Over at Saboga, Rupert is taking charge of the building. Because that went well last time, so why not keep it up? Maybe this time, he can build a boat that appears to sink immediately, but is secretly incredibly well-conceived, because after all, he's been building rafts for twenty years. His idea is to build a boat with "outriggers." Yes -- broad, with lots of appendages for extra drag -- that's the key to real speed. Jerri interviews: "Apparently, we're building a pontoon boat." She allows, however, that it might be more of a catamaran. Hee. Basically, the raft that Ethan and Rupert wind up constructing is very sturdy and very wide. Built for stability, yes. Capable of hosting a well-attended margarita happy hour, yes. But not really all that much for speed. They test out the raft, and it does at least appear to float. "I feel very good about the raft," Rupert interviews with a proud grin. "I'm trying not to think about the house. I got my reputation riding on this damn thing again." Wow, I sure hope it works, or people might start to think he's a giant preening idiot, kind of like I've always said. I'd hate to see that happen, because God knows, I hate to be right. "We came up with a good design...with four paddles, we should be able to fly," Rupert says. "We want to win." Well, with their unique brand of leadership and plucky, can-do Yankee craftsmanship, I can't imagine that will be a problem.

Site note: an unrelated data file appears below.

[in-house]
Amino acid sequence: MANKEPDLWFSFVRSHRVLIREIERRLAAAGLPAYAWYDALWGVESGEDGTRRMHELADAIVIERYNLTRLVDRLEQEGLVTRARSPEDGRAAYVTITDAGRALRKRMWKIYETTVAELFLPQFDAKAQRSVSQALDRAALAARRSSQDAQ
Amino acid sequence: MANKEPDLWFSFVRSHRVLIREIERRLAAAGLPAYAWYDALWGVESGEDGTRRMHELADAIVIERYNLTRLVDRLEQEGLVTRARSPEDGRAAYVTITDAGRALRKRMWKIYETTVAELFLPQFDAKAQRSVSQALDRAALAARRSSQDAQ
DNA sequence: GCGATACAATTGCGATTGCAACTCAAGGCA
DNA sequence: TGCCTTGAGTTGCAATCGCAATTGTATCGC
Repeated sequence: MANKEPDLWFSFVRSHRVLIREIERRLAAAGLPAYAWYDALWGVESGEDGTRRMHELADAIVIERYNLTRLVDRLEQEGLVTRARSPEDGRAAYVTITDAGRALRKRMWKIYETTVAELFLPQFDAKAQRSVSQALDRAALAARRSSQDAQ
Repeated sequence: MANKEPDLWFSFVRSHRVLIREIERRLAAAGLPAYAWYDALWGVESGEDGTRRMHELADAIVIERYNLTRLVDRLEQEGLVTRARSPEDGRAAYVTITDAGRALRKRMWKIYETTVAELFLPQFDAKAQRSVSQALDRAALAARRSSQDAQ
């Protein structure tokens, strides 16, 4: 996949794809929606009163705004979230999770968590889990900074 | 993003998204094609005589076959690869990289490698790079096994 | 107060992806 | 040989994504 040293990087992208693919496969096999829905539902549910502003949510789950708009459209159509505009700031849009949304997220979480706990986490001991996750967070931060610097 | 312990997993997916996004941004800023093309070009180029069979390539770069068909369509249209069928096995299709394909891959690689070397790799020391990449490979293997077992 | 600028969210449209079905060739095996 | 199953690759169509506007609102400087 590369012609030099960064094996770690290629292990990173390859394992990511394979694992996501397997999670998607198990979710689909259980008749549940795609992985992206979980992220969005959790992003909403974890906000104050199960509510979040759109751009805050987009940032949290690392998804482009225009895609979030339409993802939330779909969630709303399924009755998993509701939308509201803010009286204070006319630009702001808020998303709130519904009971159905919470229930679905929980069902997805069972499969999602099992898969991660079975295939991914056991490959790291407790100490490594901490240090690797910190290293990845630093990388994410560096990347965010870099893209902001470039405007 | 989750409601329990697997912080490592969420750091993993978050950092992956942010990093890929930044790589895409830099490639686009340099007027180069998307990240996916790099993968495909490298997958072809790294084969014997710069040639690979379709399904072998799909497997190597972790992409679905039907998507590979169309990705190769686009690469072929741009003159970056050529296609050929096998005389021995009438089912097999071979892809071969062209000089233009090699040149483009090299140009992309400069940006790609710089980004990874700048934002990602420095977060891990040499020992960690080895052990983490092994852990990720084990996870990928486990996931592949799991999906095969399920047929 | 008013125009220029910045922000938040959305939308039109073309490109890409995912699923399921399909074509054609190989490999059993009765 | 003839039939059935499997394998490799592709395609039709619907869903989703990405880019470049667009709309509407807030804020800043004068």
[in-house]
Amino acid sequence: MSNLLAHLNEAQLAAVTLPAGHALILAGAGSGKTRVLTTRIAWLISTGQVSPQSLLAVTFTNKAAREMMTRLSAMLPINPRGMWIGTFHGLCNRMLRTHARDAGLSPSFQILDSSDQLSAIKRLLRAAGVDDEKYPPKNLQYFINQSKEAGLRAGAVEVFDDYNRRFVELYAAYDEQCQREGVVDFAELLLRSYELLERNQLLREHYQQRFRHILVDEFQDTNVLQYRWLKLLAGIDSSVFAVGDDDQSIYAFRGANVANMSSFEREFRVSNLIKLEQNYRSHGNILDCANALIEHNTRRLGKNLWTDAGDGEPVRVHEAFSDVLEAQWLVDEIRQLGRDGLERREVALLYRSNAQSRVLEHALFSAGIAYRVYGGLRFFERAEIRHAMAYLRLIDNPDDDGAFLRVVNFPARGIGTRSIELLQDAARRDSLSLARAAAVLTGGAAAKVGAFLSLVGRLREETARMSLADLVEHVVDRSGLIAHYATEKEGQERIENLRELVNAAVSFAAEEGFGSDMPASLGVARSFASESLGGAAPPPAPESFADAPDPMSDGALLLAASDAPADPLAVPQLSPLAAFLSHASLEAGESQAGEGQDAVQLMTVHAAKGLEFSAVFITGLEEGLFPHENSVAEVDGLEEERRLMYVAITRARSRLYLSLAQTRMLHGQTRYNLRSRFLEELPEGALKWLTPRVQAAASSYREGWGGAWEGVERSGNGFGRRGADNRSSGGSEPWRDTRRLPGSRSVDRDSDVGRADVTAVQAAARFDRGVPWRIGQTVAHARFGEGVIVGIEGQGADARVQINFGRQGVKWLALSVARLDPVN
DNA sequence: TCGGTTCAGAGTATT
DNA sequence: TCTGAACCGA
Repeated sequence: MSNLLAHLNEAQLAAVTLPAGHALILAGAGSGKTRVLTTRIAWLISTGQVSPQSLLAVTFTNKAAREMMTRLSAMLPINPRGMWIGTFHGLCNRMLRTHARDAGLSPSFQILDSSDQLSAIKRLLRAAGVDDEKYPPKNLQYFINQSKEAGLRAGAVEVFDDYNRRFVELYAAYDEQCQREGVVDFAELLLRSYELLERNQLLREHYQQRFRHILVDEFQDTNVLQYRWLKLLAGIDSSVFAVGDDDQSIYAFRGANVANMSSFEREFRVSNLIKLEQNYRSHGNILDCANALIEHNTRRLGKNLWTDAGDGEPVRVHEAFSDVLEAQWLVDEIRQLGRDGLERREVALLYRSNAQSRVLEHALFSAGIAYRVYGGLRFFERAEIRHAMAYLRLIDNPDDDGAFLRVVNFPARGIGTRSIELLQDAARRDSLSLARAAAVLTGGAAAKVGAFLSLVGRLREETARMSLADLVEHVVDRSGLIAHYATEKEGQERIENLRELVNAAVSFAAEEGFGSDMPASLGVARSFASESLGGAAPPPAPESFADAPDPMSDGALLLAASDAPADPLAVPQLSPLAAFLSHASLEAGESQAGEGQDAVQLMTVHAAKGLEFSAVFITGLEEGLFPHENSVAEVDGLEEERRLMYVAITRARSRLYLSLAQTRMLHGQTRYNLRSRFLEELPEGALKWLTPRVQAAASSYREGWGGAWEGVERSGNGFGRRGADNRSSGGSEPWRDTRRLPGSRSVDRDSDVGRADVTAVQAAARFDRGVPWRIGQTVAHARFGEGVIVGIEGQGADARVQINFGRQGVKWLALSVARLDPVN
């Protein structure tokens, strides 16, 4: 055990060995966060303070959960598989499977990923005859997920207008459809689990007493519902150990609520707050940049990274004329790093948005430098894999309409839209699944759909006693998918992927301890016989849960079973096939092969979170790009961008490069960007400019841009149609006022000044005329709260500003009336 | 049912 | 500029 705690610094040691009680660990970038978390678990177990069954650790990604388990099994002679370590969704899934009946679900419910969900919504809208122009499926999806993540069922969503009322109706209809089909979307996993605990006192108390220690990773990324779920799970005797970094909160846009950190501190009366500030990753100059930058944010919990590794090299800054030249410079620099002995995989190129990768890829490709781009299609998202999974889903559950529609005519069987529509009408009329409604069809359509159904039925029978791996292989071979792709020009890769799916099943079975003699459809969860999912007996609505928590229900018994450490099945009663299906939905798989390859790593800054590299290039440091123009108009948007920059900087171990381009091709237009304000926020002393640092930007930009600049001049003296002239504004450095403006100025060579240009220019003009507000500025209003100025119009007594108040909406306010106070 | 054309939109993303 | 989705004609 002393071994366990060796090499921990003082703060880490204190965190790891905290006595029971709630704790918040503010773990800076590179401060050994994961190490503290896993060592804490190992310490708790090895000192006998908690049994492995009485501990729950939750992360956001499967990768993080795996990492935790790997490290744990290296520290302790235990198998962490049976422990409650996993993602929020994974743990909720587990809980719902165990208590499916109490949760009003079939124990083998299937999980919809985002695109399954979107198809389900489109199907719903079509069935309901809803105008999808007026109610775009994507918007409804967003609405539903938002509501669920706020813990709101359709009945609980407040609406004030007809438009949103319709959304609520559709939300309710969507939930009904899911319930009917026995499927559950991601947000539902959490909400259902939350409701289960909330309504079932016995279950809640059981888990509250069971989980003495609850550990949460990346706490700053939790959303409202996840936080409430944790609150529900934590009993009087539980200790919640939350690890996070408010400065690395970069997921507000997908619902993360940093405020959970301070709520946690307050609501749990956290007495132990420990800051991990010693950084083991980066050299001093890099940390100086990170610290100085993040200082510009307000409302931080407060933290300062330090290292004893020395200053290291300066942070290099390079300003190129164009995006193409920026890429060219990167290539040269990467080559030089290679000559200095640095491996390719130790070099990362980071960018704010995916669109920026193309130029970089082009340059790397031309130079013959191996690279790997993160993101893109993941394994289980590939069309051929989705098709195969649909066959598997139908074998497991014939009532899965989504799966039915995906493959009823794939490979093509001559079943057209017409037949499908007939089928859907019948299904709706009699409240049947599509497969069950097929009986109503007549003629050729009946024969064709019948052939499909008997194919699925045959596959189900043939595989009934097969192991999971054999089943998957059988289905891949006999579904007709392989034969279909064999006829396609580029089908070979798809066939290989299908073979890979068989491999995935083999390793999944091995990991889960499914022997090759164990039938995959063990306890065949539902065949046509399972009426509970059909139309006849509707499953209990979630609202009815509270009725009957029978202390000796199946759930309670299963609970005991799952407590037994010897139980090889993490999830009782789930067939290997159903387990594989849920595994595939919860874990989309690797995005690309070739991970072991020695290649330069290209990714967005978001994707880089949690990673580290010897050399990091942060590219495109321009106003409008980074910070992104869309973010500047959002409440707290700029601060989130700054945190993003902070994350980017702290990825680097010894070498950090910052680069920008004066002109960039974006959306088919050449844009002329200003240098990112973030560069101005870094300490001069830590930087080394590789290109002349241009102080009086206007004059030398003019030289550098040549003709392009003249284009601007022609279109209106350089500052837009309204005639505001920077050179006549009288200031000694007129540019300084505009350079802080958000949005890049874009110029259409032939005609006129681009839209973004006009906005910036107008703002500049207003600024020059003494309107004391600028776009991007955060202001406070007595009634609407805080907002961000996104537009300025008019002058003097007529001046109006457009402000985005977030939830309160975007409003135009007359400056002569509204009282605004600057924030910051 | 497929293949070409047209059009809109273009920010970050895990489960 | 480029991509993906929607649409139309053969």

Mogo Mogo. The sturdier folks carry the bamboo out of the jungle and to the beach. They start off discussing whether it's worth the effort to cut the bamboo shorter for more specialized use in the raft, and all are leaning toward keeping the bamboo at full length, simply because it's "too much energy to cut it down," as Kathy says. Hatch comes up with the idea of using the tied bundles of bamboo essentially as they are, to build the world's simplest raft. And in the end, that's what they do, creating a long, narrow bullet of bamboo that floats. Colby explains the challenge and the difficulty that the raft will face: "It's gotta carry 260 pounds-a-Hatch." And that's exactly how he says it. "Pounds-a-hatch." Colby and his big hat want you to know, however, that you should not be too impressed with their grasp of physics, because "laziness and pure exhaustion" dictated the way the raft was ultimately built. "The raft will definitely float," Hatch says knowingly, "but it won't be swift. It will not be swift." You know, almost like this show is just a bunch of arrogant assholes learning that they're not as smart as they think they are. And people wonder why there's an audience for it.